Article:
International travel trends used to be driven by marketing spend and visa policies, but a new wave of cross-border cooperation between multinational companies, as well as public and private entities, is transforming global travel experiences.
Governments must lead and direct tourism policies, but the engine behind tourism development is the private sector, and thus one cannot work without the other.
Taleb Rifai, UNWTO Secretary General
It’s not just the 4350km Mekong River that connects China, Myanmar, Thailand, Laos, Cambodia and Vietnam; as a single entity they are known as the Greater Mekong Subregion.
In June, an innovative social media marketing campaign and travel inspiration platform called mekongmoments.com was launched, promoting the subregion as a single tourism destination.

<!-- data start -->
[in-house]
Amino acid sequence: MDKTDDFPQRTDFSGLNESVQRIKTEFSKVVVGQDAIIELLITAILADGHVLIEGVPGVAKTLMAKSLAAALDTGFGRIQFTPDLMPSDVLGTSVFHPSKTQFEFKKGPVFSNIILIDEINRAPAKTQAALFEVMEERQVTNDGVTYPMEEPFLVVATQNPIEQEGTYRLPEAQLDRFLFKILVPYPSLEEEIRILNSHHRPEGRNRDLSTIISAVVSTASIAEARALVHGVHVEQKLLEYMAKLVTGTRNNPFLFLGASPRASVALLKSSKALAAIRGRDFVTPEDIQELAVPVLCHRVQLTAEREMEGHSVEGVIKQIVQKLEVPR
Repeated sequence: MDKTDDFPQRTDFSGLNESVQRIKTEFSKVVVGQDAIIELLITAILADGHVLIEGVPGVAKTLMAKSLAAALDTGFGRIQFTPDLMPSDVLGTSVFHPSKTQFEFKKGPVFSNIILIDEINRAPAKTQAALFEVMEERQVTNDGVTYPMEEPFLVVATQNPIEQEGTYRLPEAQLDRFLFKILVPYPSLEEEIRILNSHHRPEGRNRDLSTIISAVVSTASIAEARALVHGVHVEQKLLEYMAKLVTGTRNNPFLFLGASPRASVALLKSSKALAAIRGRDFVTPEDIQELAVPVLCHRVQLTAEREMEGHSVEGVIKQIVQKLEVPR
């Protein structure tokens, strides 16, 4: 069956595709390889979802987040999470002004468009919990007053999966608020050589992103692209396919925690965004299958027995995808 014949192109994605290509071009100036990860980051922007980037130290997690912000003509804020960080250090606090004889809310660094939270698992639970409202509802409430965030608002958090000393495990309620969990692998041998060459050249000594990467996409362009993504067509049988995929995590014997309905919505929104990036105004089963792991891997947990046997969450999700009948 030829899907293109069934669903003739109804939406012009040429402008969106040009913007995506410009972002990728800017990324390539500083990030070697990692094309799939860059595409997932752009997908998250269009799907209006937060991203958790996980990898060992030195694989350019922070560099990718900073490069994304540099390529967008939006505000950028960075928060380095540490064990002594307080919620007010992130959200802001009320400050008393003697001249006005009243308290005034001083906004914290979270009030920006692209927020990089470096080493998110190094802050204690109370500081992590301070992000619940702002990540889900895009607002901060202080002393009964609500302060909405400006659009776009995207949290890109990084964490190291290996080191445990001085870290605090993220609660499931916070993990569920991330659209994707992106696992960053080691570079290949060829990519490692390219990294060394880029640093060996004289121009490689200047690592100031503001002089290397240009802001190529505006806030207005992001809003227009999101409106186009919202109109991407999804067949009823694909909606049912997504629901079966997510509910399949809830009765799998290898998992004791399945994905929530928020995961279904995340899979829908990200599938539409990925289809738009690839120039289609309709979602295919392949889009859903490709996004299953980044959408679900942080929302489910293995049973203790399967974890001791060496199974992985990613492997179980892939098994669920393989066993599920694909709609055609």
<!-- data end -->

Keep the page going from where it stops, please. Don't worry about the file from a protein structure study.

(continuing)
The platform, which will officially go live in September 2017, aims to inspire people to research and book travel experiences in the Greater Mekong Subregion, filtered by destination or activity. It’s also a turn-key solution that will allow any business in the subregion to develop their own free social media campaign by tapping into these crowd-sourced visual moments. Shared moments are connected via geolocation to respective experiences, driving tourists to active operators.
“It’s quite a unique platform globally,” says Jens Thraenhart, executive director of the Mekong Tourism Coordinating Office (MTCO). “We call it the first truly collaborative tourism campaign.”
Countries are realising the importance of working together by sharing information and marketing efforts in developing and promoting tourism.